McConnell: Beware the spending spree Democrats just launched with our help, or something

AP Photo/J. Scott Applewhite

I get the strategy, but Mitch McConnell’s lament reminds one of the old joke about negotiating a sexual encounter after an initial offer of a fortune. We all know now what the Senate Republicans are on spending, right? All this amounts to after McConnell’s own aye vote on the $1.2 trillion infrastructure bill is haggling over the later $3.5 trillion price, no?

McConnell is hardly alone in this complicity. His caucus provided 19 votes to pass the bipartisan Phase 1 bill on infrastructure, even though the CBO scored it as a significant increase to deficit spending outside of the normal budget over the next decade. Here’s the Senate GOP score on the bill:

This isn’t necessarily a slam dunk for passage. Nancy Pelosi has claimed that she won’t move this bill until she gets a fully passed reconciliation bill on the rest of the progressive wish list. Just how far she’ll go in refusing to move the only other Biden administration legislative win so far (the COVID-19 relief bill in March under reconciliation being the first) remains to be seen. It’s going to be very tough to block $1.2 trillion in spending after venting for the last few months about the emergency of infrastructure investment.

Plus, Democrats seem to be doing their level best to talk their way out of a reconciliation win on the bill. Here’s Ed Markey arguing that the reconciliation bill is just a crypto effort to impose the Green New Deal, which will be news to voters in places like West Virginia, Montana, and maybe even Arizona and Georgia:

Senate Democrats have to defend seats in Georgia and Arizona next year. This kind of overreach, especially under bare-knuckled partisan maneuvering in service to a radical agenda, will not play well in states where Democrats barely got over the line in the first place. In fact, it might end up costing them a lot more than they project, just as their ObamaCare project cost them control of the House and nearly the Senate in the 2010 midterms.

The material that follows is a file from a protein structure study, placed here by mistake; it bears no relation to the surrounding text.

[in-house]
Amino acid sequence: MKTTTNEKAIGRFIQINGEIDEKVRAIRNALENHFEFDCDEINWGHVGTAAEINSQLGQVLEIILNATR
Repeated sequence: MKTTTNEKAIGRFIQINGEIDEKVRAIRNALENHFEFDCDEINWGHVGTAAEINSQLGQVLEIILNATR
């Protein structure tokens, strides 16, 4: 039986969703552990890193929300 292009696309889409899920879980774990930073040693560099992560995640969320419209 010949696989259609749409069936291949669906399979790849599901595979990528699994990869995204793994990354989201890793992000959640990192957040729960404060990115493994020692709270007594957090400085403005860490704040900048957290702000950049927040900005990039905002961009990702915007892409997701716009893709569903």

Anyway, back to McConnell’s strategy, which is sound if still cynical. First, it’s clear that plenty of Republicans in both the House and Senate wanted to spend a lot of money on infrastructure, including McConnell. They got at least some pay-fors by collaborating with Democrats, even if those came up short. That’s still an improvement … of sorts, anyway.

There’s a bigger strategy than that in play, however. By throwing in with this package — which would have easily cleared cloture anyway — McConnell’s making an argument that Republicans aren’t the party of No. If the Democrats’ agenda can’t get through an evenly split Senate, it’s not because of the filibuster, but because of the radical nature of the Senate. Guy Benson hits the nail on the head:

Will that completely negate the filibuster-repeal talk? Not at all, but this does strengthen Joe Manchin and Kyrsten Sinema and pay them back for their firm opposition to that idea. That might also help Manchin peel away from the reconciliation package in the end, although one has to assume that Sinema would be more inclined to go along with a slightly smaller package than the bloated cheeseburger Schumer just dropped on the Senate.

In other words, Republicans just paid a trillion dollars to protect the filibuster. That’s an understandable trade for McConnell, but for that price, it had better be safe for a lot longer than ten years.